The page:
Russia’s national lyricist, Canada’s language laws, and the rehabilitation of a code-breaker

MikhalkovThis week, a look back at the career of the late Sergei Mikhalkov, who has died aged 96.  During World War Two, Mikhalkov wrote the lyrics to the Soviet national anthem.  After Stalin died, he rewrote the lyrics, expunging all mention of  Stalin. Decades later, following the collapse of the Soviet Union in 1991, the Russian government adopted a new national anthem, but no-one particularly liked it: it just didn’t sound grand and powerful enough.  So in 2000, Vladimir Putin re-installed the old tune  by Alexander Alexandrov and had Mikhalkov re-write the lyrics yet again. This time round, instead of praising Stalin or Lenin, the anthem gave a nod to God. As someone who so readily held his finger to the political winds, it’s no surprise that Mikhalkov took part in smear campaigns against the likes Boris Pasternak and Alexander Solzhenitsyn.  Of course that was during Stalin’s rule, which means that not participating in such campaigns could have dire consequences.

Next, a conversation with Keith Spicer on Canada’s 40-year-old language laws.  Spicer was the country’s first enforcer of bilingualism. Being Canadian, there wasn’t much enforcing– more like pusuading, cajoling and endless, endless debating. The way Spicer tells it, Canadians eventually embraced the law, with millions of English Canadians clamoring to learn French. He says that Quebec’s provincial language rules that outlawed signs in English and discouraged English-language expressions in French were silly but understandable, given the historical hostility to French in Anglophone Canada.

turingFinally, this month the British government finally apologized for its treatment of Alan Turing, who helped break the Nazis’ war codes.  When Turing’s homosexuality was exposed, the British government stripped him of his security clearance and prosecuted him for gross indecency. Faced with a prison term, Turing agreed as an alternative to hormone treatment. The treatment drove him to suicide in 1954.

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3 responses to “Russia’s national lyricist, Canada’s language laws, and the rehabilitation of a code-breaker

  1. Cris Bobis

    As far as I can understand, it seems that the topic is generally discussing the power of “language” It can influence or affect our lives, from Canada’s bi-lingual law to different transition of Russia’s national anthem, is enough examples that through language people can voice out, demand and even the capacity to eliminate opposing their desires or will. This topic also touches the importance of language as people’s identity, status and patriotism. This topic made me think more about the history of my own language, what the history is and how it was formed.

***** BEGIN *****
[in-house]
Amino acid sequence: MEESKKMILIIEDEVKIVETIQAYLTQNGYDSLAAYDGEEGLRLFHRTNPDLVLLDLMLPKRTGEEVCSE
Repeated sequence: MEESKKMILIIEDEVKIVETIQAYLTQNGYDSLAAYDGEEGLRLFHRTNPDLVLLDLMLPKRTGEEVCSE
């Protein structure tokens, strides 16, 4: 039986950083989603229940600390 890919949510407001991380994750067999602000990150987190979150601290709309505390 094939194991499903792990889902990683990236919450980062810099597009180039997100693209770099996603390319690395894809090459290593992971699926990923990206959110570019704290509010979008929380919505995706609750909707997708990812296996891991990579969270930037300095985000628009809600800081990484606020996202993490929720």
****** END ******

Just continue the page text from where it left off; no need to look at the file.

2. Jeremy Bilowus

    Jeremy Bilowus – Intercultural Communications – Lately their has been an “pop cultural” effort to restore Arabic script (Hebrew), to the street signs, from the current trilingual signs displaying English, Hebrew, and Arabic. In America I think the same type of up rise would happen because people would get so tired of not being able to read 1/3 of the sign, that they would protest it in some way either diplomatically (making a petition) or doing “your self” (spray painting your ideas on the signs). Israel has had a huge number of incidents with sign vandals defacing signs, and the police have been unable to catch the unwanted “artists”. Israel is reinstating the Arabic script, one sign at a time.

  3. Jeremy Bilowus

    intercultural communications- Jeremy Bilowus-
    Korea (or any nation) has recently aired new beer commercials containing some controversial themes and ideas. Its very interesting to see the differences in beer commercials between Korea and America and also the different government regulations on these commercials. In the commercial it surprised me to see a hard working army soldier holding the mug of beer (in America I think the soldier would have been censored out because he is a huge national SYMBOL giving off the idea that is good, acceptable and drunken by the armed forced). I also was dumbfounded that it is acceptable for them to say the beer relieves stress, improves health and lengthens your life ( in America this would have been definitely censored). The difference in censorship is also representative of the difference in cultures and the people living in them. Video commercial- http://news.bbc.co.uk/2/hi/asia-pacific/8132199.stm

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